The Unusual Beer Guide

Walk on the wilder side with our picks for several distinctive, less-common styles to complete your
Posted September 16, 2011

Barley Wine
Named so because it has an alcohol content similar to wine (around 8–12 percent), barley wine falls into the beer category because it is made with barley, not grapes.

Most barley wines feature strong fruit and alcohol notes with toffee flavors and hoppiness, although they differ greatly from the palette presented by an IPA. Barley wines are a big-tasting beer traditionally only offered in winter.

Try:
Ten Squared
Fish Brewing Company, Olympia

Session Beer
There are no formal parameters that describe a session ale, but it's generally moderate to low in alcohol, around or below 5 percent by volume, and that it has a clean and crisp finish. The name comes from England, where a “session” refers to an evening-long conversation at the pub for which people want to be able to drink all night long without getting inebriated.

Try:
Baron Pilsner
Baron Brewing, Seattle
or
India Session Ale
Two Beers Brewing, Seattle

Cask Ale
Any beer can be cask conditioned. In producing this style, the brewer moves the nearly completed beer into the keg without carbonating or filtering. Any carbonation, which is typically very low, is naturally occurring. Cask-conditioned beers, often referred to as cask ale or real ale, are typically served at room temperature.

To give the beer more character, local craft brewers often add special ingredients to the keg (the cask), such as additional hops, spices, citrus rinds and even chili peppers.

Many local beer bars and brewpubs have regular cask nights, where they feature a particular beer—whatever the brewer makes available—served in this manner.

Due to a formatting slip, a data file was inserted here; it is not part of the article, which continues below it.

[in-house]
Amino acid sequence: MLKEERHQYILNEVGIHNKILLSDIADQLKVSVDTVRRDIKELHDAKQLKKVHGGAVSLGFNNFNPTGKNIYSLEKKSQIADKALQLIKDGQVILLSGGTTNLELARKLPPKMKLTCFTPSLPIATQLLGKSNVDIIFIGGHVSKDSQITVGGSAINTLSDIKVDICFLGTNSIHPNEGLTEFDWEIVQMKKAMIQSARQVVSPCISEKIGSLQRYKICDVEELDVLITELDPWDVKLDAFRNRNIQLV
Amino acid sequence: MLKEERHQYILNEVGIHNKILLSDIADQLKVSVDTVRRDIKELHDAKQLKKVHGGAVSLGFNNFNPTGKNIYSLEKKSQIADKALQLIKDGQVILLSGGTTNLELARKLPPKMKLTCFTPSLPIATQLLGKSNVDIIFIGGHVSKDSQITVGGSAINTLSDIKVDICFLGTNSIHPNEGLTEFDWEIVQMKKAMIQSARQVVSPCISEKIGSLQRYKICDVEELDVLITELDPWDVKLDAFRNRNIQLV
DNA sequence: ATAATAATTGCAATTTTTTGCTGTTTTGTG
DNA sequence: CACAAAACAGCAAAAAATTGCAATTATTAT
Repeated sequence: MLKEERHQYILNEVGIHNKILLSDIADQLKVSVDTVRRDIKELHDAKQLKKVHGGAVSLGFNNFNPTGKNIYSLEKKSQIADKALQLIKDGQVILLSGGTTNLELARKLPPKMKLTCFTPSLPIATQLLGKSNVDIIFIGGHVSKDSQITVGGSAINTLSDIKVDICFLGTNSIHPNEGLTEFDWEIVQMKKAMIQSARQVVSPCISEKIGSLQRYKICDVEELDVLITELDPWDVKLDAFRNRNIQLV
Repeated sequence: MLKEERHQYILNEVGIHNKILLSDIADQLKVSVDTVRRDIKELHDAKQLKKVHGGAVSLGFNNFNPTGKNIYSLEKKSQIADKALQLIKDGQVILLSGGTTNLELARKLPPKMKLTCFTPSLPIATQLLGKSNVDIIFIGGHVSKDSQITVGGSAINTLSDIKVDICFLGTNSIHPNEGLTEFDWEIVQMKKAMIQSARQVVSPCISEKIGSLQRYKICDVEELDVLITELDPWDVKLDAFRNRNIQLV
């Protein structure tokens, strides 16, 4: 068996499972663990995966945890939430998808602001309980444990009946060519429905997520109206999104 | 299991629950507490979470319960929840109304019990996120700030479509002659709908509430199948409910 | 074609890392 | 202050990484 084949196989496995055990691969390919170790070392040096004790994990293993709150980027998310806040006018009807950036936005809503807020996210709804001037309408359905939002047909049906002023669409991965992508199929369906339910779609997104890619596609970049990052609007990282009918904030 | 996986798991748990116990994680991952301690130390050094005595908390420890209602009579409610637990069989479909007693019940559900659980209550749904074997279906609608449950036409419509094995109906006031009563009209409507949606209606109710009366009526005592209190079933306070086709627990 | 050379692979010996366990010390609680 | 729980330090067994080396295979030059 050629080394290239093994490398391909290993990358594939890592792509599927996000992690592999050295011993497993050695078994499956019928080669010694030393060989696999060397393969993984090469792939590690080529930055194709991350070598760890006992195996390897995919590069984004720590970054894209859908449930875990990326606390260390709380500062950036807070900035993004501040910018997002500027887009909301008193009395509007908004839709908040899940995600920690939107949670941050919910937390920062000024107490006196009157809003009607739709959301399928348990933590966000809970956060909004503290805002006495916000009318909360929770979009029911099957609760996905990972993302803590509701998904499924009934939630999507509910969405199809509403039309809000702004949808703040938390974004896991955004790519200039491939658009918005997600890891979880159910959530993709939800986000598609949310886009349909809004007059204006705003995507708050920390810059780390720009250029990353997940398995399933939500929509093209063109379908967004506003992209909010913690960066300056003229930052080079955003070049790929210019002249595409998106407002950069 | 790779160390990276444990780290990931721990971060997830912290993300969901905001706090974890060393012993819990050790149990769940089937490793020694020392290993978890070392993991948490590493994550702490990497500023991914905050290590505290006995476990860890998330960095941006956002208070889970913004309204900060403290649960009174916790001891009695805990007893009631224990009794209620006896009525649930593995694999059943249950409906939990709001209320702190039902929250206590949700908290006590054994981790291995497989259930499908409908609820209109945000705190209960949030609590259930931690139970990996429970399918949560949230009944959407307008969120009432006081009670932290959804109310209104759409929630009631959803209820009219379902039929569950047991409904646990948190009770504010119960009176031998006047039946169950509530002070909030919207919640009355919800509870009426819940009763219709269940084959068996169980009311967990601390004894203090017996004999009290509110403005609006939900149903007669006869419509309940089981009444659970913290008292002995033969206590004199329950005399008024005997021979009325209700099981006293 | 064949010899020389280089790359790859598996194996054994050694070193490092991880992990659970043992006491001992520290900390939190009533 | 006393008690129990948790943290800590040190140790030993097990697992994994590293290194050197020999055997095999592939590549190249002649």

Try:
Big Time Brewery taps a cask every Friday afternoon (beers vary), and the beer flows until it is gone.

Sour Beer
Sour beers date back hundreds of years, when naturally occurring airborne yeast was used to ferment beer. Because brewing was primitive, occasionally things would go wrong—sometimes in a good way. Eventually, brewers learned to harness the yeasts that made beer go sour.

Today, sour beers make use of special yeasts and enzymes that impart a noticeably sour flavor to the beer.

Try:
Naked City Cherry Pi
Naked City Brewing, Seattle
or
Sourlicious Sour Berry Ale
Big Al Brewing, Seattle

Barrel Aged
A beer that is allowed to condition in a barrel draws complexities from whatever was previously stored in the barrel. For instance, conditioning a beer in a bourbon barrel will give the beverage a warm alcoholic flavor. Using a wine barrel will give the beer a fruity taste.

Barrel-aged beers are typically bigger, higher-alcohol beers and are available on a seasonal or limited basis only. Often, barrel-aged beers are one-offs that may never be duplicated.

Try:
Pike Entire Wood-Aged Stout
Pike Brewing Company, Seattle
or
Bourbon Barrel Abominable
Fremont Brewing, Seattle (released annually in the winter)

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